GSA Annual Meeting in Seattle, Washington, USA - 2017

Paper No. 41-10
Presentation Time: 4:15 PM


PARSLEY, Ronald L., Department of Earth and Environmental Sciences, Tulane University, New Orleans, LA 70118; Department of Paleobiology, Smithsonian Institution, Washington, DC 20560, ZHAO, Yuanlong, College of Resource and Environment Engineering, Guizhou University, Guiyang, 550003, China and SUMRALL, Colin D., Department of Earth and Planetary Sciences, University of Tennessee, 1621 Cumberland Ave, 602 Strong Hall, Knoxville, TN 37996-1410,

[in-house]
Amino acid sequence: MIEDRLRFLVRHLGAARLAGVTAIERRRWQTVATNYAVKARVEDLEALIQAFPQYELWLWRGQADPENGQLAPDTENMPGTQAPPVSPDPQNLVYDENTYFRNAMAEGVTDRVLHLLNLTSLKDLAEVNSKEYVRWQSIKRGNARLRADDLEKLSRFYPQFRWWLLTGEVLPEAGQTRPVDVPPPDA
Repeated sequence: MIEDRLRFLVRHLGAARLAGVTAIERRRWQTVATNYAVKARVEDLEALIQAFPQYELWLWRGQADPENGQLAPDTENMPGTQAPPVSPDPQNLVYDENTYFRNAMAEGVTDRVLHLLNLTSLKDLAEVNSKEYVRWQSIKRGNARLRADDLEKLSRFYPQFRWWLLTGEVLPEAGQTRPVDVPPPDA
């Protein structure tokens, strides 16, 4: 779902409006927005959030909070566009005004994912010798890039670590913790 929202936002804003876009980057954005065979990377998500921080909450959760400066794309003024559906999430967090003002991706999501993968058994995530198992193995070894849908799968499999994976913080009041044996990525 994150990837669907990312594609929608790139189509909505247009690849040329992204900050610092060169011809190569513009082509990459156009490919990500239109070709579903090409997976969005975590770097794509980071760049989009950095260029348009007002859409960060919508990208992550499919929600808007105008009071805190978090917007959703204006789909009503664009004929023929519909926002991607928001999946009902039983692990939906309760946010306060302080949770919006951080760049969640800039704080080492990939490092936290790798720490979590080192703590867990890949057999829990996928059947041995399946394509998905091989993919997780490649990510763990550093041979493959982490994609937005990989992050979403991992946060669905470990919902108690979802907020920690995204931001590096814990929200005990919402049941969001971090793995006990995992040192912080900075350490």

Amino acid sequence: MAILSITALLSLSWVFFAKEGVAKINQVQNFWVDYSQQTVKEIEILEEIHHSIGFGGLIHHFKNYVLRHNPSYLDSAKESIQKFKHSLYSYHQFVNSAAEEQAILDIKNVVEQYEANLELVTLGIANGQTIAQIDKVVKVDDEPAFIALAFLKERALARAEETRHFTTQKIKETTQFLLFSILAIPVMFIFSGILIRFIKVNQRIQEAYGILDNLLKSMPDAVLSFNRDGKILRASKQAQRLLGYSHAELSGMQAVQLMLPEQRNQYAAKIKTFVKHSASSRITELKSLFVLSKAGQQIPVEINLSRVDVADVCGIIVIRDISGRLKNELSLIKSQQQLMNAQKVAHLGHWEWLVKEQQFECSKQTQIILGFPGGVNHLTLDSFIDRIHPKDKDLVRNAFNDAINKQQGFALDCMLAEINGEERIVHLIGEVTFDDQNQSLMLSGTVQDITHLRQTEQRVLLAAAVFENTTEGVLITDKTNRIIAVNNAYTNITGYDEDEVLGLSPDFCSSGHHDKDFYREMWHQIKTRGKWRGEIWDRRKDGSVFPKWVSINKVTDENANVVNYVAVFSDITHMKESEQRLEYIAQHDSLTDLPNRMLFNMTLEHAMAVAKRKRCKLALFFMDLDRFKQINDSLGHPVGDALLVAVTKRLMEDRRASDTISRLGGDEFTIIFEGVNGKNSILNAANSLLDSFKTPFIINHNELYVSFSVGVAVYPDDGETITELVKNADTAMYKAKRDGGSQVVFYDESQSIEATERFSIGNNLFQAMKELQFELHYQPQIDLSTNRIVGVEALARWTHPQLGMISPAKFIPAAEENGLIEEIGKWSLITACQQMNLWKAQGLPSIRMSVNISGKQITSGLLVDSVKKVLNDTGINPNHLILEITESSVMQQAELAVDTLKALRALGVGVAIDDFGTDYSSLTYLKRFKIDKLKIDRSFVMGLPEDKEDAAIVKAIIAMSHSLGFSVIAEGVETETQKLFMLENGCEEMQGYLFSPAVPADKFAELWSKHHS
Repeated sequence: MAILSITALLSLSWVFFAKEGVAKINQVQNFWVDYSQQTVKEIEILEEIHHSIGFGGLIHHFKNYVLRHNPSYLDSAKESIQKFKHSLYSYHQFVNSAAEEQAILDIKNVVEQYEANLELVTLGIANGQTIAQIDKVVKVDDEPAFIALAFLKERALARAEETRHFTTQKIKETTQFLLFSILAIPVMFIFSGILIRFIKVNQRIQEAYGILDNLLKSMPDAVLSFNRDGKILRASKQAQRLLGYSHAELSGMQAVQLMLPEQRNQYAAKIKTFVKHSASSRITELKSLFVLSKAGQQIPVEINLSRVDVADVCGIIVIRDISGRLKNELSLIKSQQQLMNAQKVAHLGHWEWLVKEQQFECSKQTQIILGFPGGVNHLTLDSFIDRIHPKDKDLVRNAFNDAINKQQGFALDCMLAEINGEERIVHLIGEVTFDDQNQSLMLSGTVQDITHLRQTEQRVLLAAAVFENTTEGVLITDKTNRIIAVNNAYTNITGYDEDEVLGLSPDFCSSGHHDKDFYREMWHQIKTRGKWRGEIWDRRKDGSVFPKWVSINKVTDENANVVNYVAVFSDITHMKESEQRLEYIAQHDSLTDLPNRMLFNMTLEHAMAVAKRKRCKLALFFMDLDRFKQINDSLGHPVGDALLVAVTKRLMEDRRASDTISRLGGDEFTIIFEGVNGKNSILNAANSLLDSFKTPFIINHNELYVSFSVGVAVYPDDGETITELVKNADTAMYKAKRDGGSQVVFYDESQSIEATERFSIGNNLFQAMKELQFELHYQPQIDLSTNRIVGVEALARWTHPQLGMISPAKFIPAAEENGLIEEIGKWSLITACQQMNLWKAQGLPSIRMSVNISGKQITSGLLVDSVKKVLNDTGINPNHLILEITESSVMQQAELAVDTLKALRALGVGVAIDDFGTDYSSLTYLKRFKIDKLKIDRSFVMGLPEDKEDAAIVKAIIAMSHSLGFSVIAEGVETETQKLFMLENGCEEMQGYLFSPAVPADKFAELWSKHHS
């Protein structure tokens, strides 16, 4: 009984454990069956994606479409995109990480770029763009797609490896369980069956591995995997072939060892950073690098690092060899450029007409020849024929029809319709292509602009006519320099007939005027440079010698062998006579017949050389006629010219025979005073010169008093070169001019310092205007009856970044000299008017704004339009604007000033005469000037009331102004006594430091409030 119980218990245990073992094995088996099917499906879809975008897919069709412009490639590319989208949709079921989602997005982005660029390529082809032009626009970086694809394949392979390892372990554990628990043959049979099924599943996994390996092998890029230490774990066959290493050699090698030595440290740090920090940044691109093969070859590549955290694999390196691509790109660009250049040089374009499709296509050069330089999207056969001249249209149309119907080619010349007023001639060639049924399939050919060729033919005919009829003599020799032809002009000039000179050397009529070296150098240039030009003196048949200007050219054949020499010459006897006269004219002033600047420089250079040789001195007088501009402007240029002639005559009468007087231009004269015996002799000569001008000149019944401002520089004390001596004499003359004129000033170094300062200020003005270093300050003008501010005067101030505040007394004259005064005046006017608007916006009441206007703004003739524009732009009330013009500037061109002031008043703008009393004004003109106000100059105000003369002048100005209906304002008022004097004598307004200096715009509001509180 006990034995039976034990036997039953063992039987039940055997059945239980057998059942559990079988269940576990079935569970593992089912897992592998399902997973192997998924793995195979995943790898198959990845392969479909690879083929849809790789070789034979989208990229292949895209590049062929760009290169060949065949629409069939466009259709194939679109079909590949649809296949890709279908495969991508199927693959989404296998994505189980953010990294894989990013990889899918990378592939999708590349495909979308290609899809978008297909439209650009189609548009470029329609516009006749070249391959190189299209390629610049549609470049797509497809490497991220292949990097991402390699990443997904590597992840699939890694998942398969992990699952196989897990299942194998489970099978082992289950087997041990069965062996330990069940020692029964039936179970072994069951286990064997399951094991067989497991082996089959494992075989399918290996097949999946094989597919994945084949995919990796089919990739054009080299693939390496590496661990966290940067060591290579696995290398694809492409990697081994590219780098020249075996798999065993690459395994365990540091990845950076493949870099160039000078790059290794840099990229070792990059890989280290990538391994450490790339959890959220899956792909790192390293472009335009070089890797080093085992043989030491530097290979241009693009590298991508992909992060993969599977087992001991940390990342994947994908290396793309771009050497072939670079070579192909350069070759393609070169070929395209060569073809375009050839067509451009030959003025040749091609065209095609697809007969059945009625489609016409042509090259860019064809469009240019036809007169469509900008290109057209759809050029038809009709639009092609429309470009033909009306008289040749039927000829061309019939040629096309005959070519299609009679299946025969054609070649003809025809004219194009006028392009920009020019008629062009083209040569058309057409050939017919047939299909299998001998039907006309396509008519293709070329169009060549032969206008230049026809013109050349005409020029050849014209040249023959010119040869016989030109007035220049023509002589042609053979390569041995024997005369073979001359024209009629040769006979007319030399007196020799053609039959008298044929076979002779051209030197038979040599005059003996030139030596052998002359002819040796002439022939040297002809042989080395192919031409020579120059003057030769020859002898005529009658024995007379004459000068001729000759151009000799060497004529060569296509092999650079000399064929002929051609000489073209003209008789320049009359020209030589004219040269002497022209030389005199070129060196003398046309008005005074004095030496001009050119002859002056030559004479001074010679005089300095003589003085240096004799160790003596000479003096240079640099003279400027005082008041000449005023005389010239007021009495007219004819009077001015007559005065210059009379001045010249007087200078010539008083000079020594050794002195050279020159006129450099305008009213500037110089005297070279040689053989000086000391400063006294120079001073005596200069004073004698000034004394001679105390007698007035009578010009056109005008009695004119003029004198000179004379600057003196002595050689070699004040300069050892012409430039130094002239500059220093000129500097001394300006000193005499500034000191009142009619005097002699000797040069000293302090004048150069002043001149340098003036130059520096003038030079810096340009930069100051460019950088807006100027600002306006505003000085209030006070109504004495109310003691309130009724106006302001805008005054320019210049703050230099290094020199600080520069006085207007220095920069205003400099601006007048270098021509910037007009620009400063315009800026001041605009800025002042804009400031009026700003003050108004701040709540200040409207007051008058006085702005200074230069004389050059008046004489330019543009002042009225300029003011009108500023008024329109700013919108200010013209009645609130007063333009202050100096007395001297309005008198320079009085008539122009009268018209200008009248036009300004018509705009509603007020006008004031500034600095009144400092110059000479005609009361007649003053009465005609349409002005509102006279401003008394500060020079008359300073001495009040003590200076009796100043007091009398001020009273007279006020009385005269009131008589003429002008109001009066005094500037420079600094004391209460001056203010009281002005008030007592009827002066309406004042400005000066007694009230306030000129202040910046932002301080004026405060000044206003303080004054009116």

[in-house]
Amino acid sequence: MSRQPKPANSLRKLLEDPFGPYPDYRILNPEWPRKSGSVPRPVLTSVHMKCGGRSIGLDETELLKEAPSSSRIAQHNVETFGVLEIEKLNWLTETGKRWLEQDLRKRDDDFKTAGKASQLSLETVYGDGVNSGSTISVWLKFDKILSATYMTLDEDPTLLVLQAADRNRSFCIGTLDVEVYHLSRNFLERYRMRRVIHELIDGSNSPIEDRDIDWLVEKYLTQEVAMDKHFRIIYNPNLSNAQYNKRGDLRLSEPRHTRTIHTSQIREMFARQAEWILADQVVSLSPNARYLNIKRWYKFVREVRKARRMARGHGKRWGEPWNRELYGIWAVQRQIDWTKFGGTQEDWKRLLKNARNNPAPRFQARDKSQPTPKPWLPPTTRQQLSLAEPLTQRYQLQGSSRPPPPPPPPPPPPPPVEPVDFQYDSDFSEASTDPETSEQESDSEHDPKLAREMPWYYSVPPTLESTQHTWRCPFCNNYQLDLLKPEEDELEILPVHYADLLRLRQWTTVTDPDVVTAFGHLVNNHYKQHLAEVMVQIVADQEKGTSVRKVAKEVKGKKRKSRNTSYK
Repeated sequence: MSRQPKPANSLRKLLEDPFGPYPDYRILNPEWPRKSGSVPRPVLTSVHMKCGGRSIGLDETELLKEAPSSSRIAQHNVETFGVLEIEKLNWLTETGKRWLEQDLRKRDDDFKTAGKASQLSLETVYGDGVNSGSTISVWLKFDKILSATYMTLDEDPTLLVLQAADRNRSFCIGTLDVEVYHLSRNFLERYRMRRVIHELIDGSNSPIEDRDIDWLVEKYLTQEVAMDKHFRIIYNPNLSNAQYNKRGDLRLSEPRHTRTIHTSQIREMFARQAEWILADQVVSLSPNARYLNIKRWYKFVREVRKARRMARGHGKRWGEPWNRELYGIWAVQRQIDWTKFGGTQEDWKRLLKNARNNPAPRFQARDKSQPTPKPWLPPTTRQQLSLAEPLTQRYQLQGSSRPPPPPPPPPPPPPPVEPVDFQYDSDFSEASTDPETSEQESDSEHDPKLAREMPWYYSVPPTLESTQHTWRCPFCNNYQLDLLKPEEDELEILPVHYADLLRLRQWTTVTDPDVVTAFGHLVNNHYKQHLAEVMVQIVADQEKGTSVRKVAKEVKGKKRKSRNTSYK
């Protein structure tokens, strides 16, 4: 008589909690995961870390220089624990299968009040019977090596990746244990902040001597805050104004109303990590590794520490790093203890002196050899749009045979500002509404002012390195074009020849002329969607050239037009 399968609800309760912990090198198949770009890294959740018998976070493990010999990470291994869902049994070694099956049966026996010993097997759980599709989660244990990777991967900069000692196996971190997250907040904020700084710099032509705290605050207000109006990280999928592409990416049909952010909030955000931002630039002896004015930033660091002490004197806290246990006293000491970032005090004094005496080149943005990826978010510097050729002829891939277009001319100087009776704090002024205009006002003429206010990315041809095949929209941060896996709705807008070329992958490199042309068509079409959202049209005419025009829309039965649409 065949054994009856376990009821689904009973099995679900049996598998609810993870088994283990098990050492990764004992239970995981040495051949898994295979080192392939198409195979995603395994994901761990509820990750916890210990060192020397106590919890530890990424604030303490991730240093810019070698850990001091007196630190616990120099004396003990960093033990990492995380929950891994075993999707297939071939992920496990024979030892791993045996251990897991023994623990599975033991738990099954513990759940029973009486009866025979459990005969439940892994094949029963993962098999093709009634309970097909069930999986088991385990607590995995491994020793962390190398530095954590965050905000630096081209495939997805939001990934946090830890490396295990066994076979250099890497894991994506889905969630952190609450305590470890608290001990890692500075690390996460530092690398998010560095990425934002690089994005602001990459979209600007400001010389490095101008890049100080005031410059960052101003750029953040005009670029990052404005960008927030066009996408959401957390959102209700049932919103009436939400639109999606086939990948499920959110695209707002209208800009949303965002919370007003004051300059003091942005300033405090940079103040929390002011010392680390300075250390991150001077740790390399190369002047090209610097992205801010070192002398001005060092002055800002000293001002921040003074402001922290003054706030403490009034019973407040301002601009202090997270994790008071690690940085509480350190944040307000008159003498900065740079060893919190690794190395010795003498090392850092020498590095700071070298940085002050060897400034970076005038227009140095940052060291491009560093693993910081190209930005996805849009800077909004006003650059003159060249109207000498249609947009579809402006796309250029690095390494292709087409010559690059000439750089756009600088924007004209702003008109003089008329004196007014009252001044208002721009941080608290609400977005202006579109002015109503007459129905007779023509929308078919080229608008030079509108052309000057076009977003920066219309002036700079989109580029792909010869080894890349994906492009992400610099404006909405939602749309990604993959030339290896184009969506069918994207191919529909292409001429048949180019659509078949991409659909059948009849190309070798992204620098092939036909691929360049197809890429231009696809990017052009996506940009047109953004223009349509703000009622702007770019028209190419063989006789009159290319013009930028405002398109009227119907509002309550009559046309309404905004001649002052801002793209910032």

Gogiid eocrinoids are an important component of Cambrian (upper Stage 4 [Balang Fauna] and basal Stage 5 [Kaili Fauna]) faunas of the South China [Yangtze] Plate, especially in Guizhou Province. Despite their diverse morphology a number of traits are common to all of them and strongly suggest diversification occurred in a limited gene pool and area over a fairly narrow time span. All six of the recognized genera have a 2-1-2 ambulacral pattern with one early (juveniles), two (most mature specimens) or three (late mature Sinoeocrinus) exothecal brachioles branching from the ends of the sessile ambulacral branches. Thecal plates around the ambulacral area, in most genera, have abundant sutural pores, and secondarily may have pores develop above the stalk-thecal interface. Late juvenile to early mature specimens commonly have pores developed over the rest of the theca. The most primitive genus, Protogloboeocrinus has thecal pores that may develop anywhere along the length of a facet and may be asymmetrically divided across the suture. In all other Guizhou gogiids the sutures start at the mid- point of the facet and are evenly to nearly evenly divided across the facet. This more orderly growth pattern produces “sprocket-like” plates that make up large areas of the theca. Two general patterns of stalk morphology diverge from the Protogloboeocrinus- like ?arch-morphotype. First: a shortening and thickening of the stalk by proliferation of small circular platelets accompanied by a large pancake-like attachment disk (Globoeocrinus, Turbanicystis) and second: a lengthening and thinning of the stalk (reduction of platelets per circlet) and by a reduction in the size of the attachment disk (Guizhoueocrinus, Sinoeocrinus) or to a nubbin-like terminus (some specimens of Sinoeocrinus and Balangicystis). The relatively smooth morphological transition between South China subclades suggests that most evolutionary innovation occurred here as compared to the other great gogiid habitation, western Laurentia where some species of Gogia are derived from or are closely related to Guizhou genera: eg Short thick stalks, Globoeocrinus to G. ojenai; long stalks, Sinoeocrinus to G. prolifica, Guizhoueocrinus to G. multibrachiatus, and Balangicystis to Lyracystis. However, most Laurentian gogiids appear to have evolved independently.